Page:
When I started going through my pictures of the flight to Flaxman Island, I became a little obsessed with figuring out exactly where they were taken. I wanted to geotag the images properly so I could have a better record of the trip.
My great-grandfather had spent years mapping out this part of the world with late-Victorian brass instruments - the least I could do was spend a few hours sitting at a computer with Google Maps/Google Earth to figure out some of the same locations. I'm sure my great-grandfather would have loved Google Earth if it had existed in his lifetime.
Alaska becomes pure wilderness just a few miles north of Fairbanks - and it's much harder to figure out where you are without man-made landmarks like roads and buildings. I managed to eventually note when we had crossed rivers and figured out from the photo timestamps how long we had travelled between the crossings to get an estimate of how fast we were going. This was easy enough to do with a normal overhead map, like the ones in Flickr or iPhoto. Once we got into the mountains, though, it was a different story.
The problem with the mountains is that there seem to be several passes through the Brooks Range, and it took me a while to work out which one we actually took. To figure this out, I zoomed to altitudes of only a few hundred feet and tried to recreate the shapes of the mountains from my photographs. The satellite images and topographic information in Google Earth for this part of the world aren't very detailed, so a lot of the time I wasn't able to find a very good match (or I found multiple matches). I was still able to anchor the position in a few key places and then extrapolated from those.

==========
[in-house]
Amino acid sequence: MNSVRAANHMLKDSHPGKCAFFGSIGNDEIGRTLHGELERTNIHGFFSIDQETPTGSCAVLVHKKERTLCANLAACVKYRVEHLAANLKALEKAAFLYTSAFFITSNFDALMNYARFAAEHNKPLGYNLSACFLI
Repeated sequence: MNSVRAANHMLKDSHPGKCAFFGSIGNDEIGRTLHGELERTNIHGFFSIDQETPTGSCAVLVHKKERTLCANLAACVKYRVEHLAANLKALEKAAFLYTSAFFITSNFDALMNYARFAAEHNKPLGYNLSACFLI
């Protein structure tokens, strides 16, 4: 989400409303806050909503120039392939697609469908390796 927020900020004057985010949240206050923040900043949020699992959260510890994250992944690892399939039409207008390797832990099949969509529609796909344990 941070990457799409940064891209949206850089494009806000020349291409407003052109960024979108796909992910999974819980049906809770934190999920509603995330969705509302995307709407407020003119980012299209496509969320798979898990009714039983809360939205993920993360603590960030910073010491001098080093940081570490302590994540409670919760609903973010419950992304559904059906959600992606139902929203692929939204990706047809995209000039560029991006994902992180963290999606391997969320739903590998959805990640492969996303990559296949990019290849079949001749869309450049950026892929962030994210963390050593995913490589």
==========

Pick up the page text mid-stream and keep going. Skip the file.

The similarity between the real images and the Google Earth versions was sometimes quite striking:
Further north, as we got to the delta of the Canning River, it was almost impossible to figure out our location from matching shapes, since the shallow mud islands change shape all the time, depending on the weather, the water level, and a hundred other details. I eventually took to measuring out a known distance (assuming a steady flight speed) on a piece of paper and holding it up against my computer screen.
I was very heartened to hear back from Kirk, our pilot, who kindly marked out where we landed on Flaxman, as well as the location for his small landing strip by the river.
I was also proud to update the Wikipedia entry for Flaxman Island and provide the correct location for my great grandfather's camp.
This Google Earth Places List has all of the picture coordinates that I tracked through the Brooks Range and northwards to Flaxman Island. You can also track many of these locations in the map for the Flickr set.
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